If you qualify then you can get a State Pension from the government when you reach your State Pension age. Your State Pension amount is based on your National Insurance contributions and your own circumstances, so not everyone will get the same amount.
A new State Pension was introduced in April 2016 to provide a simpler system for everyone, but your National Insurance record before then will also be taken into account. Find out more about how your State Pension is calculated.
The new State Pension is currently £159.55 a week, which works out around £8,300 a year. It normally gets increased each year.
Your State Pension age is the earliest you can get your State Pension. State Pension age is regularly reviewed by the government and may change in the future, so make sure you regularly check what yours is. If you’re in your forties then you may be affected by recent proposals to increase the State Pension age which affect people born between 1970 and 1978. People born before 1970 or after 1978 aren’t affected by these latest proposals – but everyone should continue to check their State Pension age as there may be changes in the future.
You can get an online forecast of the amount of State Pension you could get, and the earliest date when you can get it.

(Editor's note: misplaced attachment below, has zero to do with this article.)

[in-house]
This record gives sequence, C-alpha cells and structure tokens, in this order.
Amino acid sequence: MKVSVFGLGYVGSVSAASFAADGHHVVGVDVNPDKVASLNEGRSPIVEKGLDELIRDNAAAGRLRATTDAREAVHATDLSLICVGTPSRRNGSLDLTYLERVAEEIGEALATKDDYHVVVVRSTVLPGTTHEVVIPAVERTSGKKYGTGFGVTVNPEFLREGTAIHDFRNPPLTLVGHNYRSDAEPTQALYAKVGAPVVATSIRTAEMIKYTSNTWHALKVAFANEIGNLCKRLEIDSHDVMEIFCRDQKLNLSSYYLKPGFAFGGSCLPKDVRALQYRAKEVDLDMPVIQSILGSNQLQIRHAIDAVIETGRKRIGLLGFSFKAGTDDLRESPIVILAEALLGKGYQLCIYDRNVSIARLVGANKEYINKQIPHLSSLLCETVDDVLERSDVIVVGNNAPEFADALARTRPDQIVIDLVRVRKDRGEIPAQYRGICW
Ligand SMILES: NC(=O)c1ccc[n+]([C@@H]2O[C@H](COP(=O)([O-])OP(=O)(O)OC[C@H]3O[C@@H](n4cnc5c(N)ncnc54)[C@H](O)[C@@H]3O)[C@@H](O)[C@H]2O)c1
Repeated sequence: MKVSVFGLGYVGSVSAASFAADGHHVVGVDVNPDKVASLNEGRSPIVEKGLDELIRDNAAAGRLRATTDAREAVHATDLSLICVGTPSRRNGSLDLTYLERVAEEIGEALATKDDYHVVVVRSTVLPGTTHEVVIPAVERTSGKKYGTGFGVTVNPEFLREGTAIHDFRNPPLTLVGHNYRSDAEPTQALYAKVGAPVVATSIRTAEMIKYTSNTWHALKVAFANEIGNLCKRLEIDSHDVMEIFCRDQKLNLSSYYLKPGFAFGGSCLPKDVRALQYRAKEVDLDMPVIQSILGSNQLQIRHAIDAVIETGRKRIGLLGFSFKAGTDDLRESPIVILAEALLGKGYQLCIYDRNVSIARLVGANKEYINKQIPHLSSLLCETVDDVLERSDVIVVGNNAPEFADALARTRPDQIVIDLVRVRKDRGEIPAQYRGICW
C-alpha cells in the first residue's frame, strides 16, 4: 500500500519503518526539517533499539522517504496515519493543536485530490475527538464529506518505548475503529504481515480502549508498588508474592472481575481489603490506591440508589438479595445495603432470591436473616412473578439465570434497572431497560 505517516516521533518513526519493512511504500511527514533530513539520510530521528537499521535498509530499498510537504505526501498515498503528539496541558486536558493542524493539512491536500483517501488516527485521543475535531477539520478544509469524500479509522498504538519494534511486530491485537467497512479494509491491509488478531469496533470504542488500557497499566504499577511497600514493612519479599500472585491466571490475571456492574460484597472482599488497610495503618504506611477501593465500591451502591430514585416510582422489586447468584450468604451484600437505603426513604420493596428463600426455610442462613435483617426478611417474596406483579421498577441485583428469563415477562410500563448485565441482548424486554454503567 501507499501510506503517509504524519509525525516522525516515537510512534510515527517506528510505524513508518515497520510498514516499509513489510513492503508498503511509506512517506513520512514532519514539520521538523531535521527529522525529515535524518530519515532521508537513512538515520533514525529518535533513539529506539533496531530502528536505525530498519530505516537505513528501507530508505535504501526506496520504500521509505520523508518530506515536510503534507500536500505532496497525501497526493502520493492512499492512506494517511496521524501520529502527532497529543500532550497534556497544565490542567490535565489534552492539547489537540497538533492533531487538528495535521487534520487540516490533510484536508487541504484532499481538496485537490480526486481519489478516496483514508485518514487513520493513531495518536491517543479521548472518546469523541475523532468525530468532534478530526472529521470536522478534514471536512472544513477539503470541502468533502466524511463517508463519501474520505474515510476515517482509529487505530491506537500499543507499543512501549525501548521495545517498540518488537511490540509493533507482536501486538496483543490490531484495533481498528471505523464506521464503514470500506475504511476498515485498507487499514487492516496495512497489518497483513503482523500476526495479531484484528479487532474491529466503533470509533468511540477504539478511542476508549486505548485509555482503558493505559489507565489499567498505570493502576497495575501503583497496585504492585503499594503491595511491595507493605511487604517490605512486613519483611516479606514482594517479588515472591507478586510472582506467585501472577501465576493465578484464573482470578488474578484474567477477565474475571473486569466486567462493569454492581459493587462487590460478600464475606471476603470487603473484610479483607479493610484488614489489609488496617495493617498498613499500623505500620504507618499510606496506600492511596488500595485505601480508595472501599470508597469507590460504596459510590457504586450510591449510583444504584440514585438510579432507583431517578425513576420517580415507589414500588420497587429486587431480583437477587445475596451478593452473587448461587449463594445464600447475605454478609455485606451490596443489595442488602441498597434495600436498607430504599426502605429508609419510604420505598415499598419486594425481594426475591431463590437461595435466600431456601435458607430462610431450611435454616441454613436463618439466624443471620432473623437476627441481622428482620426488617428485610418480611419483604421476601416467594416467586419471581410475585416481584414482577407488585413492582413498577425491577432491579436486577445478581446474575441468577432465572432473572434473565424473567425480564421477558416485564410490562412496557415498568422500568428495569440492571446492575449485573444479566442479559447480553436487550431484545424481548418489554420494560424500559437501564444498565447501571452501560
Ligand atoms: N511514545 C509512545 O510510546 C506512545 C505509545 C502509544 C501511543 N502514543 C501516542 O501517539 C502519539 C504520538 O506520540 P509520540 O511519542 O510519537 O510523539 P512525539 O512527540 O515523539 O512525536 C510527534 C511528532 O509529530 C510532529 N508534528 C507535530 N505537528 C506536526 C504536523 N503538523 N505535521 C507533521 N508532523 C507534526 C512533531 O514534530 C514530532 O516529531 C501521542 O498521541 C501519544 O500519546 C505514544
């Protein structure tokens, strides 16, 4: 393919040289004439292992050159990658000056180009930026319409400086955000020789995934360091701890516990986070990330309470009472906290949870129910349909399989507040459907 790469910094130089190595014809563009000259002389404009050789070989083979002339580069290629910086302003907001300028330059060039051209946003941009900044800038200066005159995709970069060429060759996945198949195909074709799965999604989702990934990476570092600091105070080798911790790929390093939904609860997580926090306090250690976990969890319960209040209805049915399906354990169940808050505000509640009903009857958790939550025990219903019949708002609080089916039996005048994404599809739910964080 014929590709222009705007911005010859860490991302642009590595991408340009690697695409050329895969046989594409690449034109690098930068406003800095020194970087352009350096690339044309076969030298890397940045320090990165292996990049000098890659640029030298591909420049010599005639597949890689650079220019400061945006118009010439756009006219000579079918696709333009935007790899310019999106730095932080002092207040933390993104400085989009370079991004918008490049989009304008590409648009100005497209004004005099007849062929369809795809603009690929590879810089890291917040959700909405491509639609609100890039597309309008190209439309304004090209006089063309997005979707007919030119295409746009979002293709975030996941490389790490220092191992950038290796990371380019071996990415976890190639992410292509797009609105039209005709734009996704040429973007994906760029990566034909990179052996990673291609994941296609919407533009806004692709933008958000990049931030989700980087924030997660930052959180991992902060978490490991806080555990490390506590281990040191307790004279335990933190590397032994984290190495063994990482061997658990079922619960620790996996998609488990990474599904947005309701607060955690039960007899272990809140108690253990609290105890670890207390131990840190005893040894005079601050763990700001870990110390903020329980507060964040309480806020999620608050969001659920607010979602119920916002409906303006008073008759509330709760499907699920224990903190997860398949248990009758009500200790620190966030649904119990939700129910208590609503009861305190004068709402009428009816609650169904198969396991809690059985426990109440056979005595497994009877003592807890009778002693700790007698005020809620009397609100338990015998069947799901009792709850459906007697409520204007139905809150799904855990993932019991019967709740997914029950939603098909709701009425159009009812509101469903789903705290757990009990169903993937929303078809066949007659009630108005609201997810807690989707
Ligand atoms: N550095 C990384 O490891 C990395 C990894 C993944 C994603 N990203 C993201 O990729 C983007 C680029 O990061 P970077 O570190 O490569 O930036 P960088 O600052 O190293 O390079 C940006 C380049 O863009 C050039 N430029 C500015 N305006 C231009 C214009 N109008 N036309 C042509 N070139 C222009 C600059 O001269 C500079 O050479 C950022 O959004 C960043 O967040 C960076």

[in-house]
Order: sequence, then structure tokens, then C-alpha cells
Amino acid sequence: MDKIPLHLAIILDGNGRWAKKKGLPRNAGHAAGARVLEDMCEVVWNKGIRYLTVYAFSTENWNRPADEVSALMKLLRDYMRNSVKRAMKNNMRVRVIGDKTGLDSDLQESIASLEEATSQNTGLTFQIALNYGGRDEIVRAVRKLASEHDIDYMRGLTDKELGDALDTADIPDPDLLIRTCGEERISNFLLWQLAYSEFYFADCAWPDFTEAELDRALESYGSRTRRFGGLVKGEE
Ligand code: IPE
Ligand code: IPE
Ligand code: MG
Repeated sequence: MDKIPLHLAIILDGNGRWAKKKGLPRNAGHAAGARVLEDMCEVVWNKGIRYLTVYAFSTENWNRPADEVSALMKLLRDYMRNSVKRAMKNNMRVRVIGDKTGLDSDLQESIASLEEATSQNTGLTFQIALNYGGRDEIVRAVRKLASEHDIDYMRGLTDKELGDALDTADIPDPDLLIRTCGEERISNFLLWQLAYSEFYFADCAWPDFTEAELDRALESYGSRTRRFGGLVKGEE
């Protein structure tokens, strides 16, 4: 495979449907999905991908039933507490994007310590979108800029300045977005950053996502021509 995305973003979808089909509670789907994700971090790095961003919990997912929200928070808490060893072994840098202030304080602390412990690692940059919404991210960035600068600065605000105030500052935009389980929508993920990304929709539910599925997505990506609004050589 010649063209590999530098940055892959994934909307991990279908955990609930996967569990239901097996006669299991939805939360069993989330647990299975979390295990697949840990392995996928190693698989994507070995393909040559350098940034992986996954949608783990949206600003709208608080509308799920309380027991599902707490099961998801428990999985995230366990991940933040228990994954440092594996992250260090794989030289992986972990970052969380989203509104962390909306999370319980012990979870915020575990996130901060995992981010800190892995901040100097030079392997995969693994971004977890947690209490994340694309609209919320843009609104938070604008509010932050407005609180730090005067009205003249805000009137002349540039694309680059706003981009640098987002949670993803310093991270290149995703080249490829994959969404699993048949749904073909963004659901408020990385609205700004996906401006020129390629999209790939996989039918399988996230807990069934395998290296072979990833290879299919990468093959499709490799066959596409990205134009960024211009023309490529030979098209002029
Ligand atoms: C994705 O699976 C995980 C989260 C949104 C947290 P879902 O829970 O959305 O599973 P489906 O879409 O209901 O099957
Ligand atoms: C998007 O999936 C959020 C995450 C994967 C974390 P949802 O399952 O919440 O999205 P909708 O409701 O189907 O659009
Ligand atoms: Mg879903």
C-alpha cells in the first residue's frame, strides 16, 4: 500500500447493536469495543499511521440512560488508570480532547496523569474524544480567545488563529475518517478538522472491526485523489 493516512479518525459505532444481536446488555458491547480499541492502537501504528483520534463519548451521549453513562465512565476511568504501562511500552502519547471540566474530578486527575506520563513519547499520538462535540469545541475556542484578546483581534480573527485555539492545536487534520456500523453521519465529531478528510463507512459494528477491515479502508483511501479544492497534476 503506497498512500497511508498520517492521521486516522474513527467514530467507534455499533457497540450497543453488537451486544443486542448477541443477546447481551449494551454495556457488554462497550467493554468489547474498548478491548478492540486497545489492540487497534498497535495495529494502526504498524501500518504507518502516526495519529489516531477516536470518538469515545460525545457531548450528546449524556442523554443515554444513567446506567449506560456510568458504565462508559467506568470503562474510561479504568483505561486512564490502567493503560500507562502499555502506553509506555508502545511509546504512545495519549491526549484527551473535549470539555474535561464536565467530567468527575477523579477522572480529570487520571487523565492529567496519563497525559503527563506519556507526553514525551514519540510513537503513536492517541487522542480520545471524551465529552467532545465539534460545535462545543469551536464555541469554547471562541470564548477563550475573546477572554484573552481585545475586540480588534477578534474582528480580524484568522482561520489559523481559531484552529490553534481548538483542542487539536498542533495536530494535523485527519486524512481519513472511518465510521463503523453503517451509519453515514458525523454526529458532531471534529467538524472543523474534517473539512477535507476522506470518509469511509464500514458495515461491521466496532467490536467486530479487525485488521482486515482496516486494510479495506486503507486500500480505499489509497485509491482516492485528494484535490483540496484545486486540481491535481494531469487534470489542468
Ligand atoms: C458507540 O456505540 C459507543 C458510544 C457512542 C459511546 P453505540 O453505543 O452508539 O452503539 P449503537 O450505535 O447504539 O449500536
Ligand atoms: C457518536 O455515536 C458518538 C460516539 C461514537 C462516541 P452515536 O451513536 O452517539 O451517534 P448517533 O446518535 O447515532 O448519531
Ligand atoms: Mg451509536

Your online forecast may also help you spot any gaps in your National Insurance record. You can get National Insurance credits automatically if you’re claiming certain benefits or applied for child benefit for children under 12. But some others you may need to apply for, such as credits if you’re helping care for a family member (like a grandchild). Find out more about National Insurance credits, including how to claim.
A workplace pension is an easy way to save for later life, where you make contributions direct from your pay. When you pay in, in most cases your boss and the government does too.
Make sure you understand how your pension scheme works and how much your pension pot is.
If you don’t save into a workplace pension when you get the chance, or you choose to leave it, then you’re giving up this extra money from your employer and the government.
When you are thinking about a new job or changing jobs, find out about the pension scheme too and how much your employer contributes to it. It’s an important part of your total package. Some employers even match your contributions, so if you pay more in, so will they.
By law, your employer will have to enrol you into a workplace pension if you earn £10,000 a year or more, if you usually work in the UK and you’re not already enrolled in one.
There are other ways to save too, including a personal or stakeholder pension.
If you are self-employed or don’t have the option of a workplace pension, then it’s important to think about saving for later life. There are still pension products out there for you and you might still get tax relief from the government.
You can get impartial advice about pensions from The Pensions Advisory Service. The Money Advice Service can help with advice about retirement planning, savings and managing your money. You can also talk to an independent financial adviser, but you’ll usually have to pay for the advice.